2017 New York City Rising Star Chefs Ham & Sohla El-Waylly of Hail Mary

2017 New York City Rising Star Chefs Ham & Sohla El-Waylly of Hail Mary
January 2017

Long before they were married chefs and business partners, Ham El-Waylly and Sohla Muzib’s lives were intertwined with food and restaurants—it was all in the family. American-born Sohla was raised by her Bengali parents in Los Angeles, where a Baskin Robbins was the family business. Meanwhile, 8,000 miles away in Qatar, Ham was growing up as an ad-hoc secretary, firing off  emails and doing random tasks for his Egyptian father, who ran a chain of Mongolian grills and imported Western food products. Ham’s first real job was at a shawarma stand in Doha, and though he had chef-y aspirations, he first had to satisfy parental expectations and earn a college degree—like a good Bolivian son (his mother is from Bolivia). After moving to Piscataway, New Jersey, and graduating from Middlesex Community College with an associate degree in business, Ham enrolled at the Culinary Institute of America.

Back in L.A., Sohla had started to work for another chain, Outback Steak. She too had kitchen ambitions, but after knocking on doors throughout the city’s more formidable establishments and being continually refused a chance to stage, she finally decided to enroll at the CIA in 2008, where she met Ham. Only after that did the kitchens of Del Posto and Atera open up to Sohla. Ham was making the rounds in New York City, as well, having staged at wd~50 and cooked at Corton. He and Sohla then spent four years at Empellon with mentor Alex Stupak.

In 2016, the couple opened Hail Mary in Greenpoint, Brooklyn, where Americana fuses with their formal training and international influences. Sohla is all business and pastry, even returning to her ice cream roots, and on the savory side Ham delves deep into his culinary heritage and their mutual love for the American diner.      



Interview with New York City Rising Stars Ham & Sohla El-Wallyl of Hail Mary

Sean Kenniff: Tell me a little about your background?
Ham El-Waylly:
I grew up in Qatar. My mom’s Bolivian, and my dad is Egyptian. Both Sohla and my parents are industry, so there was no escaping it. My dad owns a service chain for Monglian grills in the Middle East. Her parents own a Baskin-Robbins in Los Angles. In typical brown family fashion, I was looped into doing a lot of random stuff, like acting as my dad’s secretary. After 18 years in Qatar, we  moved to Pascataway, New Jersey. In order to get the family blessing, I needed an associates degree in a real field. I went to Middlesex Community College for business and then went to Culinary Institute of America.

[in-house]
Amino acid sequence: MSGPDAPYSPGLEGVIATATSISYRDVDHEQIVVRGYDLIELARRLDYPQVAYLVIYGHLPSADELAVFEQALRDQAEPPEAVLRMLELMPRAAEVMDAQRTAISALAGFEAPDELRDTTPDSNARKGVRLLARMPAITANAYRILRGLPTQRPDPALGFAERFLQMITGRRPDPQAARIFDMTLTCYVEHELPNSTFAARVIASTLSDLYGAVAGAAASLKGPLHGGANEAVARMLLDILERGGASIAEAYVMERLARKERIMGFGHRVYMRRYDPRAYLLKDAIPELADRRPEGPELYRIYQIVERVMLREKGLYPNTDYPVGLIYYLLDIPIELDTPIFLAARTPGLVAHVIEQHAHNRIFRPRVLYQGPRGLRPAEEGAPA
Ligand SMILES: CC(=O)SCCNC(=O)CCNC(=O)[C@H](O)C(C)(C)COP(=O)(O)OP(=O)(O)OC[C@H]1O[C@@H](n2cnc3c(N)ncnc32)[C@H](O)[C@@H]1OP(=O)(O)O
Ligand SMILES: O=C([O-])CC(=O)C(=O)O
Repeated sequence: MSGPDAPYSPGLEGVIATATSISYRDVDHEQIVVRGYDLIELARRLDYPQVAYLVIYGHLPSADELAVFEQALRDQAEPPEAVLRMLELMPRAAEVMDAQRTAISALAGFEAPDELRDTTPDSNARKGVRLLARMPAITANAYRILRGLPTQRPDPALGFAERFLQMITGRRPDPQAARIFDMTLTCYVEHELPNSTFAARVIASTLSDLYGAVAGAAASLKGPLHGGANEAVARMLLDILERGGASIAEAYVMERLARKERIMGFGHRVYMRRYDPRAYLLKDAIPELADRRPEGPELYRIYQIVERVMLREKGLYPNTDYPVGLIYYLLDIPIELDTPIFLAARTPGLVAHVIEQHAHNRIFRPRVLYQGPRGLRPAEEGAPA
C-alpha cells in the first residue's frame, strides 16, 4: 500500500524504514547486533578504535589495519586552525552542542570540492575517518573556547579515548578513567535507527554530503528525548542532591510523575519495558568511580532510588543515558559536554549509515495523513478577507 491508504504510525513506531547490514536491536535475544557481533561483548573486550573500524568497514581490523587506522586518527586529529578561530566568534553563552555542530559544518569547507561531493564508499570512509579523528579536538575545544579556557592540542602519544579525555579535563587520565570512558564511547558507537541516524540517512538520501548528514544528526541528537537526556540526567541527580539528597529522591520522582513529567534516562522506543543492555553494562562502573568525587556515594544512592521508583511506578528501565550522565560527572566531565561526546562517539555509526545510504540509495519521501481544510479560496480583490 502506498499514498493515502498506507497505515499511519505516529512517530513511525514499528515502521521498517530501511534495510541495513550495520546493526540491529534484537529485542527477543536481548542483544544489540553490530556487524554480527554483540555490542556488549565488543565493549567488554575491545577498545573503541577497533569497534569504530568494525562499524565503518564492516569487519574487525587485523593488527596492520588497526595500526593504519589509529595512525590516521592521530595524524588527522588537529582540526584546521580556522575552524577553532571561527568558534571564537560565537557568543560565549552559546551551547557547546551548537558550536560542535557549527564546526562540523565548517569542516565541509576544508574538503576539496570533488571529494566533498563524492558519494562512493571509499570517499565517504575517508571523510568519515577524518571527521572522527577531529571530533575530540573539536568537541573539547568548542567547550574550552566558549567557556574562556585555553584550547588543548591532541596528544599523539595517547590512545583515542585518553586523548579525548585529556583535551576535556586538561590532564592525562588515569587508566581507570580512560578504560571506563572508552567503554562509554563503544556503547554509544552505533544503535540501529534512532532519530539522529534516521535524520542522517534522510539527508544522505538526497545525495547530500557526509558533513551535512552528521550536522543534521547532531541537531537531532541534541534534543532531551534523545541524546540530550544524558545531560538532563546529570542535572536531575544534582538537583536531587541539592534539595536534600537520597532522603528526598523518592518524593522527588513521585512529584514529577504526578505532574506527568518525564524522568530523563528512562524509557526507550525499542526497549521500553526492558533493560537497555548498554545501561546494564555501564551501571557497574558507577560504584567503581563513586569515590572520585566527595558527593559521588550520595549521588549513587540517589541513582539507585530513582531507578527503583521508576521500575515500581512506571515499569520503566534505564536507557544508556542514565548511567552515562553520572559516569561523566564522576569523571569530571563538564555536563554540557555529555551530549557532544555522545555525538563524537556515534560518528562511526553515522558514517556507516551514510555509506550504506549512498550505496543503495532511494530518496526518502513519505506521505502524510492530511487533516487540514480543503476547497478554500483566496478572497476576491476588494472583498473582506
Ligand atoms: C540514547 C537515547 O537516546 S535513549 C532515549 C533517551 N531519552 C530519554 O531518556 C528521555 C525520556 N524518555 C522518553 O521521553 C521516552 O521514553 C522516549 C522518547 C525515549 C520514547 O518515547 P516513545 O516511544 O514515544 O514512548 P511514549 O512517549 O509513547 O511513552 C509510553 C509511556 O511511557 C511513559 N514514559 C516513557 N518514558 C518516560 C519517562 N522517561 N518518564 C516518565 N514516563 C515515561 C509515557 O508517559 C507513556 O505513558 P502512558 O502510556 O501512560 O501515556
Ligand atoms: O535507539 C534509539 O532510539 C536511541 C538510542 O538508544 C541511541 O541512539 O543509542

SK: Tell me about opening the restaurant.
HE:
We got married and spent about a year and a half looking for spaces in Manhattan and realized we didn’t have enough money to open anything in Manhattan. We are the sole owners and business partners here. We did some research on Greenpoint and loved the landlord. We noticed more and more how vital having a great landlord is. He’s super supportive, our number one fan. He eats two fried burratta a week.

SK: What were your first serious cooking jobs? 
HE:
I graduated CIA in 2010 and went to wd~50. I synced up with Alex Stupak and got a gig at Empellon. I started as a cook and eventually became a chef. I spent four years at Empellon. I left briefly to work at Corton the summer it closed and went back to Empellon. I learned from Alex that you can have all the passion in the world, but you have to offset those skills with business acumen. It can't all be art house.

SK: What was the opening process here?
HE:
It was a challenge to gets this place open. Budget for one. We worked with very limited funds and that dictated our look. My wife designed the restaurant. We sanded the floors and repainted. Her aesthetic is grandma-chic. It’s like you’re going to grandma’s house except she’s tripping on acid. It stretches from front and back of house. We don’t have front of house, no chef de cuisine, and no sous chef— we are everything. You ask, “How do you find good line cooks?” You don’t—you make them.

SK: What’s your approach to staffing?
HE:
Sohla takes care of cocktails, the business, and front of house. And I take care of the back of house. But there’s a lot of overlap. She makes cakes, breads, desserts, and ice cream.  She runs the bulk of the business.